Theories behind the NFL’s ratings decline
Depending on which agenda you are pushing the reasons behind the NFL’s decline in ratings could add up into the many hundreds but for the sake of time let’s examine only a few.
It is Colin Kaepernick’s fault. Everyone except for the blood lusting terrorists loves everything America, and the sight of him and other players kneeling during our most precious anthem have disgusted many consumers, and in revolt, they have decided not to support the NFL any longer. I personally don’t buy this one but I cannot exactly disprove it either. What I can do is highlight the fact that if it is true, then it is the NFL and military’s own Frankenstein they have created that has come alive and turned on them. By now its common knowledge that the government has been paying the NFL millions with tax payer dollars, to stage “on-field patriotic ceremonies” in an attempt to make the players look more patriotic. For six years or so this has worked well until the story broke that the armed forces had spent over $11 million dollars to hold events such as, on field flag ceremonies, and tributes to welcome home veterans. The NFL gave back approximately $700,000. Now I’m no Einstein but $11,000,000 minus $700,000 equals…OK I don’t have enough fingers and toes so I’ll move on but I think you get the point. This fake show of contrition by the league makes them look greedier and more callous by the day. When Kaepernick sat during the anthem ensuing fake outrage all over the country, it later came to light that it wasn’t until 2009 that the players were even brought out on the field during the anthem, again as a part of the agreement for the “paid patriotism” as John McCain called it. The more I think about it maybe Kaepernick’s stance is playing a bigger role in this than I gave him credit for.
No compelling match ups in prime time. With the retirement of Peyton Manning, the league has lost one of its greatest superstars and most amazing players. The story lines during Manning’s playing career were endless and he always “left it all on the field” as the super macho football jocks tend to say. This year most of the prime time match ups have either been blowouts or have lacked the star power that would cause the more casual fans to tune in. After the opening night super bowl rematch between the Panthers and Broncos where the Panthers lost by 1, 8 of the next 11 prime time match ups(Sunday, Monday and Thursday nights) through week 4 were blow outs, some with star players never seeing the field due to injury.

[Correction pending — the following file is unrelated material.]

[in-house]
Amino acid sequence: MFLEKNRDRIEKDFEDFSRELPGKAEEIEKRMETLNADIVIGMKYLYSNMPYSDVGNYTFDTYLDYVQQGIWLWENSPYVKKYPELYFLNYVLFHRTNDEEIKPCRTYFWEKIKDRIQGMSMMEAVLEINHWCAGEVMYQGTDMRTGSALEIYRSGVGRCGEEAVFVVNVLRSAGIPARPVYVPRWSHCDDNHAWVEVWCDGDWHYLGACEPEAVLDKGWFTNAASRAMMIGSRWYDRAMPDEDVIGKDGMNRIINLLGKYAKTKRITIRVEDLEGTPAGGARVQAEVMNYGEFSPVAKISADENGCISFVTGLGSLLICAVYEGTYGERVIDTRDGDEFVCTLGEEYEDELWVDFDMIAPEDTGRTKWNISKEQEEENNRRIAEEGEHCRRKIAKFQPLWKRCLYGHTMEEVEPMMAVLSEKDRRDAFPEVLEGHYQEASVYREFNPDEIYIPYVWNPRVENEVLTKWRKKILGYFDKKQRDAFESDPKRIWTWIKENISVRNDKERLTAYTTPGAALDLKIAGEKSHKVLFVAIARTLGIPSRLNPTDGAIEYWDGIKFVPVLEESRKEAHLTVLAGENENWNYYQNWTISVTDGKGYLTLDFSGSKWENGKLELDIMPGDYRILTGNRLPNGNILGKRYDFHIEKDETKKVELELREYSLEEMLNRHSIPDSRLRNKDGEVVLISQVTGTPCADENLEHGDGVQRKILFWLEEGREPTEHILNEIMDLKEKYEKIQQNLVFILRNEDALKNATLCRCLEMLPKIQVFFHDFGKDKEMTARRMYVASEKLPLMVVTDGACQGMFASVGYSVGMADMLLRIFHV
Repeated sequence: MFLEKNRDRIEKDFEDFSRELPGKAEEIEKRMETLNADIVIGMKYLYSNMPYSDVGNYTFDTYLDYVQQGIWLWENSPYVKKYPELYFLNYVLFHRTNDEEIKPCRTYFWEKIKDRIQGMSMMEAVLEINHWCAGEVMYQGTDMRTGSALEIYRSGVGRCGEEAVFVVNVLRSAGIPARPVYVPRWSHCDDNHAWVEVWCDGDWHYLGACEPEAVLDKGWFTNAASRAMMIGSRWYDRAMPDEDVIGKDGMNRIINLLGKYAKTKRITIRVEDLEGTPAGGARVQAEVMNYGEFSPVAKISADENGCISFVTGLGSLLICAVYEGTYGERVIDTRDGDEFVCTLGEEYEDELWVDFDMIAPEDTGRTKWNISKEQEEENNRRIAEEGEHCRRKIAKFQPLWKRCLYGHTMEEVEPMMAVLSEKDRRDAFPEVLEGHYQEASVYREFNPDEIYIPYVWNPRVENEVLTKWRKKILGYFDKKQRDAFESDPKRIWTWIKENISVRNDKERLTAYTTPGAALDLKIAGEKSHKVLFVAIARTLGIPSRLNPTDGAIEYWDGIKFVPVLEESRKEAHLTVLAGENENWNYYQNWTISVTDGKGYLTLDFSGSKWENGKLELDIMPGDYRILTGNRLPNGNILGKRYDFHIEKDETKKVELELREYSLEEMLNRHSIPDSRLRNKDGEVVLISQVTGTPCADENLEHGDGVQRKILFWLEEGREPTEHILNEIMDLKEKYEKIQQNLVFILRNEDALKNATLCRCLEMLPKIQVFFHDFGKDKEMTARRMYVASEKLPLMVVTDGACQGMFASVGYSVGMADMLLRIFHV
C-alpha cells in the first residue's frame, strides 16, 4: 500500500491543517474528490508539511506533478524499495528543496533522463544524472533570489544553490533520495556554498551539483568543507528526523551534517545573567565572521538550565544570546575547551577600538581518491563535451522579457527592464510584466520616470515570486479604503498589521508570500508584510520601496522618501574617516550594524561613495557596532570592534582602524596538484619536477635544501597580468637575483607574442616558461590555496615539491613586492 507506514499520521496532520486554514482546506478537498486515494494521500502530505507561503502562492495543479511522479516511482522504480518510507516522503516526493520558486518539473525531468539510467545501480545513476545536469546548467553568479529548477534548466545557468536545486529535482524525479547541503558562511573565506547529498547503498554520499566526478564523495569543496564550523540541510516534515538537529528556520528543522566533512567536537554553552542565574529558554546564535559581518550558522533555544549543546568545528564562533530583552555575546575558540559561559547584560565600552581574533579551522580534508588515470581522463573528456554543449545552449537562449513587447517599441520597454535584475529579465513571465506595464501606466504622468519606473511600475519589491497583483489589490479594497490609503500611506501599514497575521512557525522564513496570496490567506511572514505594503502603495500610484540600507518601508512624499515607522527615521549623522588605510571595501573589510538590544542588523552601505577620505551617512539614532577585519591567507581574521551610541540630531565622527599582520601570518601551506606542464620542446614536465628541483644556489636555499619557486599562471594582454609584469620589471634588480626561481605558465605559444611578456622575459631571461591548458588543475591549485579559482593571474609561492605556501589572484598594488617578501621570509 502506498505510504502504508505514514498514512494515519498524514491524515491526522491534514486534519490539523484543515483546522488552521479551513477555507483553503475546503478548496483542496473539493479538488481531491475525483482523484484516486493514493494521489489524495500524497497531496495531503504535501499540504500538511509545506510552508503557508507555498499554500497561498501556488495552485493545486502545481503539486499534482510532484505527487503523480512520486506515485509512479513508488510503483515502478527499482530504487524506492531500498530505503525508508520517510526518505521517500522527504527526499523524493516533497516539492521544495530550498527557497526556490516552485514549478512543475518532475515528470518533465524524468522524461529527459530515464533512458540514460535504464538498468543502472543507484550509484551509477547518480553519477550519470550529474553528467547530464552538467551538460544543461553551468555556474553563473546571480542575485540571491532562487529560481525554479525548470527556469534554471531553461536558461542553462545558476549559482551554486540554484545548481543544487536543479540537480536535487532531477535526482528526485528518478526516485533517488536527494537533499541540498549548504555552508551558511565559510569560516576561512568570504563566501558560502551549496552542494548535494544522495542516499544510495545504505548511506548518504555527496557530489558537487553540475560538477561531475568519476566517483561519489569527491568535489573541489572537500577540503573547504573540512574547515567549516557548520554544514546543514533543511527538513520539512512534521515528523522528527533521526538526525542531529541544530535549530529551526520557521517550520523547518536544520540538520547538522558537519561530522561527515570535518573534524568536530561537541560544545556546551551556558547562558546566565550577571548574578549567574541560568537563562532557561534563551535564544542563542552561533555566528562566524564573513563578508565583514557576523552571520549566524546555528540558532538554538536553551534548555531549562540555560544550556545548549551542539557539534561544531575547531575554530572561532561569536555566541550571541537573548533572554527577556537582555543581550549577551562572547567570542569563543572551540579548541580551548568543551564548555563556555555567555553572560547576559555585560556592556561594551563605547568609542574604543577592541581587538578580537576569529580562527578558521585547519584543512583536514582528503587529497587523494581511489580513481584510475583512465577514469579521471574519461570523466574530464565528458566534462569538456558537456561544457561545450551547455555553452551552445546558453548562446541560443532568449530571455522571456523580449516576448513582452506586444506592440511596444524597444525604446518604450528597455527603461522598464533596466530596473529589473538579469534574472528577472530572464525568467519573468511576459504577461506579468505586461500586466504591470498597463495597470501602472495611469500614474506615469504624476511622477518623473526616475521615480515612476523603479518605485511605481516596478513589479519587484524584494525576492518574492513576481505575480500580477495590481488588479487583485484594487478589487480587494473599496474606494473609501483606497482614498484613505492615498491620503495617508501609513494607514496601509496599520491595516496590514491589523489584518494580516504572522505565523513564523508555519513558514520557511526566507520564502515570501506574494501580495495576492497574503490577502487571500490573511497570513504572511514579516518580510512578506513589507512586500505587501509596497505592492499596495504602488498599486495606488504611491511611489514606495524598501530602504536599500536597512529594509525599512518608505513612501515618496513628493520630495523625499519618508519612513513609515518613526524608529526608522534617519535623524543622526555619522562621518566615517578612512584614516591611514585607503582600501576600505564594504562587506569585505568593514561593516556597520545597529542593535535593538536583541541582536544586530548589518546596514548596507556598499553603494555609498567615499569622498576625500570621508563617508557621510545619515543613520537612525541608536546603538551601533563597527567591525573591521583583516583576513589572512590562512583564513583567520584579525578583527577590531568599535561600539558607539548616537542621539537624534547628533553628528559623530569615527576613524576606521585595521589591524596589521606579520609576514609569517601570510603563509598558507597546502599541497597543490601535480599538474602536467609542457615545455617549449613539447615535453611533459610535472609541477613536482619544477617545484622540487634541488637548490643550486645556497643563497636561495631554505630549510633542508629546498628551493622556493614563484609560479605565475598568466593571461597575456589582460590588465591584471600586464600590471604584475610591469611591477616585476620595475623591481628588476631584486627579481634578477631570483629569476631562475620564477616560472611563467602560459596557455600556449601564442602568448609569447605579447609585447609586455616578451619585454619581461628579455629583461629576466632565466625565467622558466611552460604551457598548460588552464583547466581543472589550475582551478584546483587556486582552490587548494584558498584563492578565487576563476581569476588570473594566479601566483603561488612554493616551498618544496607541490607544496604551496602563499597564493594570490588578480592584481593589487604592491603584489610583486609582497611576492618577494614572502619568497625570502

It’s an election year! This one just sounds like the NFL is grasping at straws. By this logic every 4 years the NFL should see a sharp ratings decline like we are seeing this year and that has not been the case. The biggest problem with this theory is only 2 games should have been affected, the Falcons vs Saints on September 26th MNF, and the Packers vs the Giants on October 9th SNF. The NFL is seeing declines in games that are not competing with the debates for viewers and is still down double digits vs last year.
More fans are streaming and watching the Redzone channel. For the first time since its launch in July 2006, Twitter streamed a NFL game and over 2 million people watched. This may be a part of the reason but does not explain the entire 14% to 16% decrease in primetime viewership from last year. The fact is if everyone or even most people switched from TV to online the drop would be offset by a spike in similar proportion to streaming services and that has not happened. The Redzone channel offers viewers with zero attention spans and/or are in fantasy leagues the opportunity to watch games of teams once they are in the “Redzone” or inside the 20 yard line. This doesn’t explain the ratings decline for me because the Redzone channel debuted in 2009, and the drops in TV ratings are happening this year.
I could go on as the theories are endless, but could it be that simply we are seeing the inevitable plateau that all modern sports leagues face at some time in their life span? Remember there was a time when boxing ruled the world and baseball was “America’s pass time”. Major League Baseball has managed to reorganize and restructure better than boxing has following its decline in popularity, and has reemerged as strong as ever. How will the NFL handle its decline?
When the public perception of the league was that its players were criminals, the owners hired Roger Goodell to be a strict disciplinarian, and like him or not it has worked. There are not as many arrests and PR disasters week after week like there were before he came aboard. When player safety became an issue the league responded by implementing protocols, though many cosmetic, to protect players from themselves. The jury is still out on this one as moms all across the country may be steering their kids to safer sports but we will see.
I am certain there are people way smarter than me scratching their heads right now trying to figure this thing out. They have most likely hired high profile firms to investigate the causes and come up with solutions to turn it around. Whatever they come up with one thing is for sure, nothing lasts forever and if the league does not act soon to maintain its position the decline will only accelerate as more viewers walk away.
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